LONDON, July 17 (Reuters) - Reforms from global regulators to prevent banks rigging market benchmarks like Libor again have stopped short of heeding U.S. calls for a more radical response to cleaning up the sector.
The guidance from the International Organisation of Securities Commissions (IOSCO) on Wednesday marks the first attempt to forge a global approach and avoid national initiatives from contradicting each other.
It follows public outrage after UBS, Barclays and RBS were fined $2.6 billion in total for manipulating the London Interbank Offered Rate or Libor.
IOSCO said the data used to construct a benchmark should be based on prices, rates and indices from an active market but this “does not mean that every individual benchmark determination must be constructed solely from transaction data”.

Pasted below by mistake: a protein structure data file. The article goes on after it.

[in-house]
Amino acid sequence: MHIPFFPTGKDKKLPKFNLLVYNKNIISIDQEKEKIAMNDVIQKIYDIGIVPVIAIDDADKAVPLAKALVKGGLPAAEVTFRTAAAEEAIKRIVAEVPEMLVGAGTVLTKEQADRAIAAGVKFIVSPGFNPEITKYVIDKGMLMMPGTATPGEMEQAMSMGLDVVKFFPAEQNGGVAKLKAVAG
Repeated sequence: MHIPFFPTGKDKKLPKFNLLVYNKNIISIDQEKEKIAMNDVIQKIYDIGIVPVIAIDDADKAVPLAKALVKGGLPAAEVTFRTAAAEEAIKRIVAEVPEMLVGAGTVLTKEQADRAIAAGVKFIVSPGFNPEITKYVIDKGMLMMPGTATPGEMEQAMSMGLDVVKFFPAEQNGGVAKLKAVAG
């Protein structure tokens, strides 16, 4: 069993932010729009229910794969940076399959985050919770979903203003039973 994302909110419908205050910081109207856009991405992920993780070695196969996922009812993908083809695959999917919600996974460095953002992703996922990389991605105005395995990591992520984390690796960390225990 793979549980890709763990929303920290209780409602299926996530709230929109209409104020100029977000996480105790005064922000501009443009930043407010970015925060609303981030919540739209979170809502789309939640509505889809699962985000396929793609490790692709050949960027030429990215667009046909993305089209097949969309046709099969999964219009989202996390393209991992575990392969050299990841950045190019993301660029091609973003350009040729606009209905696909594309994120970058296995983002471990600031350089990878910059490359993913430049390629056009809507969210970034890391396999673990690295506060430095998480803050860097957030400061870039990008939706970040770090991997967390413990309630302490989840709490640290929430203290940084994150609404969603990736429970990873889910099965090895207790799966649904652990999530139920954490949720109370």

Some U.S. regulators have called for benchmarks to be based only on market transactions while others say this is not always possible such as when markets dried up in the financial crisis.
The watchdog, comprising regulators from the world’s main securities markets, said it will check within 18 months if its members are applying the guidance, which is legally non-binding.